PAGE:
The Holy Ghost only whispers: “The Holy Ghost Testifies the Truth of All Things”

Get ready for the quietest Primary you’ve ever heard, while a child whispers which box holds the trinket. Read below or download the lesson plan for June 2015 Sharing Time here: Holy Ghost lesson outline

While preparing this lesson, I came across an answer to something I’ve been wondering for a long time:  “The Holy Ghost is properly referred to as ‘he.’ The gift of the Holy Ghost is properly referred to as ‘it.'” (Elder Bruce R. McConkie, A New Witness for the Articles of Faith, 257). It underscored for me that the Holy Ghost is actually a personage, not just a vapor or a feeling. I love thinking about Him as my constant companion — a real personage — who can walk with me and steer me around bumps in my journey. I can love the Holy Ghost the way I love God the Father and the Lord Jesus Christ.


Lesson Outline: “The Holy Ghost Testifies the Truth of All Things”

(See above to download this lesson plan as a single page.)

Items needed:

  • Prepare a banner or poster, or write on the board: “The Holy Ghost testifies the truth of all things.”
  • Pictures of heart, ear, and mind from (June and July 2014)
  • Set out three open boxes, one of which has a small object inside, and place a cloth over the top.

Lesson Principles:

  • There are many ways to know truth.
  • The Holy Ghost tells us in our mind, heart, and ear.
  • The Holy Ghost can tell us of things we can’t know otherwise.

Lesson Outline:


  • Welcome the children. Say “Raise your hand if you think that ice is cold. How do you know?” (Children may say “I’ve touched it.”) “Raise your hand if you think that the sun is hot. How do you know? You’ve never been to the sun.” Point out that you can know the truth of many things that you can’t sense with your five senses (touch, sight, smell, sound, taste). There are many ways to know truth.
  • Explain: “One way to know the truth is by the Holy Ghost, which can tell us of things we can’t see or touch, but can know in our heart or mind.” Give examples of things we may need to know that we can’t find out by seeing or touching such as:
    1. Is God real? We can’t see Him, but the Holy Ghost can tell us that He is real and He loves us.
    2. Does He hear my prayer? The Holy Ghost can tell us that God really is listening, and will answer in His own way.
    3. Is the Book of Mormon true? Did those stories in the book really happen? We can’t put the Book of Mormon on a scale and weigh it to find out if it’s true. We can’t use a measuring stick and find out if it’s true. We can only know if the Holy Ghost tells us.

ACTIVITY: (from 2014 Sharing Time Outline, page 15)

  • The Holy Ghost tells us in our mind, heart, and ear. Show the pictures of mind, heart and ear.
    1. Junior Primary: Have a teacher or older child read the following scriptures. D&C 11:13 (mind), Helaman 5:45 (heart), Helaman 5:46-47 (ear), and D&C 8:2 (mind and heart). Have the children repeat the scripture, a phrase at a time. Ask a child to point to the correct picture, and have all the children place their hands on their own mind, heart or ear.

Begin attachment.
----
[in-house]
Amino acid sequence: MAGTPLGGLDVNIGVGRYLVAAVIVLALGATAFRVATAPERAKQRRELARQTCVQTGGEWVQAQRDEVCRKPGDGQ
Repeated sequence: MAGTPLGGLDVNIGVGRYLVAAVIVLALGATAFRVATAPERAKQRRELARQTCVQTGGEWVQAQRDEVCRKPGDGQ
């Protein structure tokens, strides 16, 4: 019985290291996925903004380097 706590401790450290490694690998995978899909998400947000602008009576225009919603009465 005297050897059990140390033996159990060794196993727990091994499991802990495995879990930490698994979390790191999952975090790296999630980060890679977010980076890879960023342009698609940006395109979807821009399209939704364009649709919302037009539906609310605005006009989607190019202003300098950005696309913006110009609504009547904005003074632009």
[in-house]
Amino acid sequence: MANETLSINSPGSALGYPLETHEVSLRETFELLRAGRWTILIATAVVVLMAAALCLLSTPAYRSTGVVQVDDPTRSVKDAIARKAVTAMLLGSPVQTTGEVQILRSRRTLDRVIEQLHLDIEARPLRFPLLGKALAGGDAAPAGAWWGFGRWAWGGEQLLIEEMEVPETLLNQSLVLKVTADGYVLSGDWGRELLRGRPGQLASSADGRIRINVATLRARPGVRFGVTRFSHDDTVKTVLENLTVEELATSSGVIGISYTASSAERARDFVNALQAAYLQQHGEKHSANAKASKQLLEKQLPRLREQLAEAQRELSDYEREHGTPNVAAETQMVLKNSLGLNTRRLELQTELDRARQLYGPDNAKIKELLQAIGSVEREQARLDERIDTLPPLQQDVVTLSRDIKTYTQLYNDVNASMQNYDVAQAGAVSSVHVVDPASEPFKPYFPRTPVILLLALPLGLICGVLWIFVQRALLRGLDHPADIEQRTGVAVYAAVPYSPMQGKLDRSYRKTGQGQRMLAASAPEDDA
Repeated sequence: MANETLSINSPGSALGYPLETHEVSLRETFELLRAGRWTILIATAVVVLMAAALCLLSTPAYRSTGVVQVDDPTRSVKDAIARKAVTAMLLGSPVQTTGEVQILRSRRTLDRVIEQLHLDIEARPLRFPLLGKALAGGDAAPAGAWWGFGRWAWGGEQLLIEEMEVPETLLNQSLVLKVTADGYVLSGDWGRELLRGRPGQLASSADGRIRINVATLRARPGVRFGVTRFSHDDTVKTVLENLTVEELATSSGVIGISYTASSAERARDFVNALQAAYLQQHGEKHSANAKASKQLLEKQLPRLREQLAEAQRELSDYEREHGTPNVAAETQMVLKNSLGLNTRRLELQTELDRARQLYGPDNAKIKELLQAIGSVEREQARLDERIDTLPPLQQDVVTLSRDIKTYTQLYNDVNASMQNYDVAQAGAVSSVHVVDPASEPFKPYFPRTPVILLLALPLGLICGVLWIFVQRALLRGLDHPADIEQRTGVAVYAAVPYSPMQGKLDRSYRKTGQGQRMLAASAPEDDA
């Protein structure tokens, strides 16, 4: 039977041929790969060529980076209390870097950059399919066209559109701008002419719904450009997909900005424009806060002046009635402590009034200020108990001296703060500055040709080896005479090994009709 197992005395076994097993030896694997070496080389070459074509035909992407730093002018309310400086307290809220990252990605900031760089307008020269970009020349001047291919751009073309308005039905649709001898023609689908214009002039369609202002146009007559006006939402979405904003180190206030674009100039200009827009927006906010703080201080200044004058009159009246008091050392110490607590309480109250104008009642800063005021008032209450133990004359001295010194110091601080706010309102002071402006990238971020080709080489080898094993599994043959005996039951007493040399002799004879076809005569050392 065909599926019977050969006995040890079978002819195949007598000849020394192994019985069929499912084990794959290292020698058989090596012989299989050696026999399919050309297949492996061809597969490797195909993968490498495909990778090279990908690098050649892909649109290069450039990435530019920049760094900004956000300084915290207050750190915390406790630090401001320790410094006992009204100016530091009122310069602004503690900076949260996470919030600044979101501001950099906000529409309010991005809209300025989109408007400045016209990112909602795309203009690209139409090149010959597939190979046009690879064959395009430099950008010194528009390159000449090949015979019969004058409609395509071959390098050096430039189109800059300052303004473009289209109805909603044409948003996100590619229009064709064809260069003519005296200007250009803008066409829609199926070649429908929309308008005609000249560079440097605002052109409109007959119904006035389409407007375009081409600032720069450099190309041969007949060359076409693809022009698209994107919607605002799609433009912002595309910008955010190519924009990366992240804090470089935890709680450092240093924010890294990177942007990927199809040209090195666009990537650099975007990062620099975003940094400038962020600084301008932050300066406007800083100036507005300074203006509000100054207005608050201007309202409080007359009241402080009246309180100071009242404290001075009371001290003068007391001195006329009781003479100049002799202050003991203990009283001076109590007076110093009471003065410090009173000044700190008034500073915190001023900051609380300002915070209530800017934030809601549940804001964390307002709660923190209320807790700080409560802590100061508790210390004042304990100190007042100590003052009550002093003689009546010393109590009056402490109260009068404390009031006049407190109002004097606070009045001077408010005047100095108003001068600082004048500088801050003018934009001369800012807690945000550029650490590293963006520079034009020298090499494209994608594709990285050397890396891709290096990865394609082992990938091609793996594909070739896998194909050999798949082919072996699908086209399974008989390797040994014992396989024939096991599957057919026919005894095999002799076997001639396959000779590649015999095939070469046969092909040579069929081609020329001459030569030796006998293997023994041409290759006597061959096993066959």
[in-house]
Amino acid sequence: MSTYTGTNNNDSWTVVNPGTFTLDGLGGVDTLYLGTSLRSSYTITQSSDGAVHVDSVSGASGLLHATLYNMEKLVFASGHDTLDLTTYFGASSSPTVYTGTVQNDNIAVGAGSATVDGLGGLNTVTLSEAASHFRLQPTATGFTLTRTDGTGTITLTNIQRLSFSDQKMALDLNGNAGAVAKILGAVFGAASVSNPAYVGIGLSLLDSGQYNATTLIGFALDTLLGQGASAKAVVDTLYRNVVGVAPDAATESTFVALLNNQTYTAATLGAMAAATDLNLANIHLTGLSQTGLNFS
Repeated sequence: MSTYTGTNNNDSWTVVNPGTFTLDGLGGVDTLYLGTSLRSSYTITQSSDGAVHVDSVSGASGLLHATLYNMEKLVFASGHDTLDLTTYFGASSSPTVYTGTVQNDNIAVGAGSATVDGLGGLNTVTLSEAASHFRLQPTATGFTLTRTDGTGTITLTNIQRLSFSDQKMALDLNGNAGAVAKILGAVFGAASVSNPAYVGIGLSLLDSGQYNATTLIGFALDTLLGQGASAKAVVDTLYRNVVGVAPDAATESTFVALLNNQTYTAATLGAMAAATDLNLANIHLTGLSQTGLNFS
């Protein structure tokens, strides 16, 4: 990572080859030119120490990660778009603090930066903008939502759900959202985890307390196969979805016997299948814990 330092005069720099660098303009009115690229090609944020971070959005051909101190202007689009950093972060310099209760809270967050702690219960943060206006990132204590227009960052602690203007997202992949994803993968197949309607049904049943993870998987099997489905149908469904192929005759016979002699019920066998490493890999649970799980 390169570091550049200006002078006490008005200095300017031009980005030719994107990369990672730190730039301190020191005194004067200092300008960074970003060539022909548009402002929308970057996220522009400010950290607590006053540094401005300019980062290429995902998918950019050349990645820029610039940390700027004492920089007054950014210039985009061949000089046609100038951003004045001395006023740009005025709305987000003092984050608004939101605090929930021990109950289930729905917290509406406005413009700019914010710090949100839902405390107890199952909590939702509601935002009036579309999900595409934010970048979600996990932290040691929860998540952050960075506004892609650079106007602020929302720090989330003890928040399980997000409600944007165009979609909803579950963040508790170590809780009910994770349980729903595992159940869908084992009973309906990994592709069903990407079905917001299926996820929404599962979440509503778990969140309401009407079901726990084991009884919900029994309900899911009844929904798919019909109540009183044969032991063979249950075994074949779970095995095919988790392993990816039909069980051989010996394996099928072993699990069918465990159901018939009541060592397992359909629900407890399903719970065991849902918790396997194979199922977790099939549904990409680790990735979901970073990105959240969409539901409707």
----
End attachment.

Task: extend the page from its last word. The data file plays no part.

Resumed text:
2. Senior Primary: Post the pictures. Assign children to four groups; each group looks up one of the scriptures above and stands beneath the picture that applies to their scripture. Then have the children read the scripture aloud together. (Trick question: one of the scriptures has two answers, so the group will have to split up.)

SONG: “Listen, Listen” (Children’s Songbook 107), “The Holy Ghost” (105), or “The Still Small Voice” (106)


  • The Holy Ghost whispers things we can’t know.
    1. Point to the boxes, set up as above. Remove the cloth, so that the boxes are in plain view but the contents are still hidden. Ask the children to guess which box has the object inside. They’ll protest that they can’t tell. Choose a child to look and see which choice is right. Have that child whisper the answer so the whole group can hear. Invite a child to come up and retrieve the object. Repeat as time allows, holding up the cloth in front of the boxes so you can mix them up – and perhaps even sneak another small object into one or both of the other boxes! That way there are two or three right answers.
    2. Point out that sometimes we need to make important choices when we can’t see what the choice actually is. But the Holy Ghost knows everything, and He can whisper the right choice.
    3. Notice that we have to take time to be quiet and listen carefully, because the Holy Ghost only whispers. Reread Helaman 5:46-47.
    4. Tell about a time you had to make a choice without knowing the outcome, such as which school to attend, which person to marry, or where to live. Tell how the Holy Ghost helped you.

TESTIMONY: Testify that the Holy Ghost can guide us to truth.


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Transform year-round holiday craziness into holiday service

Did you see the article “Can We Bring the Holidays Down a Notch?” Some folks think that St. Patrick’s Day must involve a leprechaun hunt for gold coins. Valentine’s Day exchanges must be entire goodie bags, not just homemade cards decorated with crooked red hearts. Pie must be served on Pi Day (March 14 — you know, 3.1415. . . ). And Christmas, well, forget it. The author of the article suggests bringing the holiday craziness down a notch.

Marci's Primary class from 2006.

Marci’s Primary class from 2006.